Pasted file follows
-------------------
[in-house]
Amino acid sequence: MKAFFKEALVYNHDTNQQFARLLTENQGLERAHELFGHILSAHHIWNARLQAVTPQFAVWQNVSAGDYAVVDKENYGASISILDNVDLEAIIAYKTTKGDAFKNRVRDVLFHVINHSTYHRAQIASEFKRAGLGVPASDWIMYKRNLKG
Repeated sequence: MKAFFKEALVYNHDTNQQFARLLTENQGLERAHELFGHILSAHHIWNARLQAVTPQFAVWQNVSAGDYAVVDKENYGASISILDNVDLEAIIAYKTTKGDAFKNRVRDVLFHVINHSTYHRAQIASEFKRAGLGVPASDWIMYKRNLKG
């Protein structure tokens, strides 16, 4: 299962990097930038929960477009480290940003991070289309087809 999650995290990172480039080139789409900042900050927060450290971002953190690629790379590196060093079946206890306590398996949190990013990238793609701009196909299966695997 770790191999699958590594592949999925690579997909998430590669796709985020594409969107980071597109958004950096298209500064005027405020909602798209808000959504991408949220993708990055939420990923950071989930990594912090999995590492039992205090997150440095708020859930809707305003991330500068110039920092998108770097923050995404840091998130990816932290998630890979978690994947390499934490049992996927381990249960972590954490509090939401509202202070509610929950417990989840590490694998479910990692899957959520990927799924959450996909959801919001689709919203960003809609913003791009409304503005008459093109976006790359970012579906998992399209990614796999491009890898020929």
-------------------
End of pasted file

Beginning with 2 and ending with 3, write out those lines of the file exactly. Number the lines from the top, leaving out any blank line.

Amino acid sequence: MKAFFKEALVYNHDTNQQFARLLTENQGLERAHELFGHILSAHHIWNARLQAVTPQFAVWQNVSAGDYAVVDKENYGASISILDNVDLEAIIAYKTTKGDAFKNRVRDVLFHVINHSTYHRAQIASEFKRAGLGVPASDWIMYKRNLKG
Repeated sequence: MKAFFKEALVYNHDTNQQFARLLTENQGLERAHELFGHILSAHHIWNARLQAVTPQFAVWQNVSAGDYAVVDKENYGASISILDNVDLEAIIAYKTTKGDAFKNRVRDVLFHVINHSTYHRAQIASEFKRAGLGVPASDWIMYKRNLKG